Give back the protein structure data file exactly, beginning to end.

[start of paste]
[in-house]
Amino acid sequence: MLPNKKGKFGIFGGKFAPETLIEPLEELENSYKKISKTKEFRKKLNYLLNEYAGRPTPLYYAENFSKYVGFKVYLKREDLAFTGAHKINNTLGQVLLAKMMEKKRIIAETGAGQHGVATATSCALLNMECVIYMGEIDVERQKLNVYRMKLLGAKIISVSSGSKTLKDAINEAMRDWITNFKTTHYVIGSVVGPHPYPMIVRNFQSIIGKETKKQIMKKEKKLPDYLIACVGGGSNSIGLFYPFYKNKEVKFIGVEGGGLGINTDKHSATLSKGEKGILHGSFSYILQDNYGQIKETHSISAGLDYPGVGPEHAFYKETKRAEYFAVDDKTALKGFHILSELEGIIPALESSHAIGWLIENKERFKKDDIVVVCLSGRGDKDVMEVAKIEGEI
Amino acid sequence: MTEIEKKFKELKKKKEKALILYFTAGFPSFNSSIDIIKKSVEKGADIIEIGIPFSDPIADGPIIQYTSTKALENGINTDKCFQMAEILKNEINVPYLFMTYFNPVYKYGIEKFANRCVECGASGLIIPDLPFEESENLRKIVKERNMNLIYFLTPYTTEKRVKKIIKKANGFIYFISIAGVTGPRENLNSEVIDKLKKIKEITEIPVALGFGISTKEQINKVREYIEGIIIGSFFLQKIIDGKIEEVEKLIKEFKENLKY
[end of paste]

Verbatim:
[in-house]
Amino acid sequence: MLPNKKGKFGIFGGKFAPETLIEPLEELENSYKKISKTKEFRKKLNYLLNEYAGRPTPLYYAENFSKYVGFKVYLKREDLAFTGAHKINNTLGQVLLAKMMEKKRIIAETGAGQHGVATATSCALLNMECVIYMGEIDVERQKLNVYRMKLLGAKIISVSSGSKTLKDAINEAMRDWITNFKTTHYVIGSVVGPHPYPMIVRNFQSIIGKETKKQIMKKEKKLPDYLIACVGGGSNSIGLFYPFYKNKEVKFIGVEGGGLGINTDKHSATLSKGEKGILHGSFSYILQDNYGQIKETHSISAGLDYPGVGPEHAFYKETKRAEYFAVDDKTALKGFHILSELEGIIPALESSHAIGWLIENKERFKKDDIVVVCLSGRGDKDVMEVAKIEGEI
Amino acid sequence: MTEIEKKFKELKKKKEKALILYFTAGFPSFNSSIDIIKKSVEKGADIIEIGIPFSDPIADGPIIQYTSTKALENGINTDKCFQMAEILKNEINVPYLFMTYFNPVYKYGIEKFANRCVECGASGLIIPDLPFEESENLRKIVKERNMNLIYFLTPYTTEKRVKKIIKKANGFIYFISIAGVTGPRENLNSEVIDKLKKIKEITEIPVALGFGISTKEQINKVREYIEGIIIGSFFLQKIIDGKIEEVEKLIKEFKENLKY